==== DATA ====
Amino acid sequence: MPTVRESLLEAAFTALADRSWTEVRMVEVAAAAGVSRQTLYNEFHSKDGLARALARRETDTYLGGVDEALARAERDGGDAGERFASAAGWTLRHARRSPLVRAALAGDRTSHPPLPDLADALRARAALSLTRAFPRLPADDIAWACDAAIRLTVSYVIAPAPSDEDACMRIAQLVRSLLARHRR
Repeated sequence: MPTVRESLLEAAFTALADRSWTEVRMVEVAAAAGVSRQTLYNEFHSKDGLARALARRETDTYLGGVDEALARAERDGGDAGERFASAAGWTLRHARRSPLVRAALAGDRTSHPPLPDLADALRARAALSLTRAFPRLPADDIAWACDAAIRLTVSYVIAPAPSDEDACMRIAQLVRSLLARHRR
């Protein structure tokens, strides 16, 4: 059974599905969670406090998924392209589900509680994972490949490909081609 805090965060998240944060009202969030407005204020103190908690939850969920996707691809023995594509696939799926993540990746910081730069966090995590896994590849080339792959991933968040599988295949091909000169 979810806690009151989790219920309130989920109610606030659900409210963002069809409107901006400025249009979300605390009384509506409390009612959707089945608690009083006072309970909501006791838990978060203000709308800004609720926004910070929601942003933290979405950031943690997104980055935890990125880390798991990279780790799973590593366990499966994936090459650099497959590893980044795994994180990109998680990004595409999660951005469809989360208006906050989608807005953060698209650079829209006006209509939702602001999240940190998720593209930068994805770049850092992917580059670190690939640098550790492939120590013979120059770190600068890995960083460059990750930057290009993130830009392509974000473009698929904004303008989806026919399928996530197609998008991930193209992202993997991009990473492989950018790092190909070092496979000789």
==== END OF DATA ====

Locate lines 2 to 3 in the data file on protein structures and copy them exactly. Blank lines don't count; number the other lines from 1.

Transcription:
Repeated sequence: MPTVRESLLEAAFTALADRSWTEVRMVEVAAAAGVSRQTLYNEFHSKDGLARALARRETDTYLGGVDEALARAERDGGDAGERFASAAGWTLRHARRSPLVRAALAGDRTSHPPLPDLADALRARAALSLTRAFPRLPADDIAWACDAAIRLTVSYVIAPAPSDEDACMRIAQLVRSLLARHRR
């Protein structure tokens, strides 16, 4: 059974599905969670406090998924392209589900509680994972490949490909081609 805090965060998240944060009202969030407005204020103190908690939850969920996707691809023995594509696939799926993540990746910081730069966090995590896994590849080339792959991933968040599988295949091909000169 979810806690009151989790219920309130989920109610606030659900409210963002069809409107901006400025249009979300605390009384509506409390009612959707089945608690009083006072309970909501006791838990978060203000709308800004609720926004910070929601942003933290979405950031943690997104980055935890990125880390798991990279780790799973590593366990499966994936090459650099497959590893980044795994994180990109998680990004595409999660951005469809989360208006906050989608807005953060698209650079829209006006209509939702602001999240940190998720593209930068994805770049850092992917580059670190690939640098550790492939120590013979120059770190600068890995960083460059990750930057290009993130830009392509974000473009698929904004303008989806026919399928996530197609998008991930193209992202993997991009990473492989950018790092190909070092496979000789």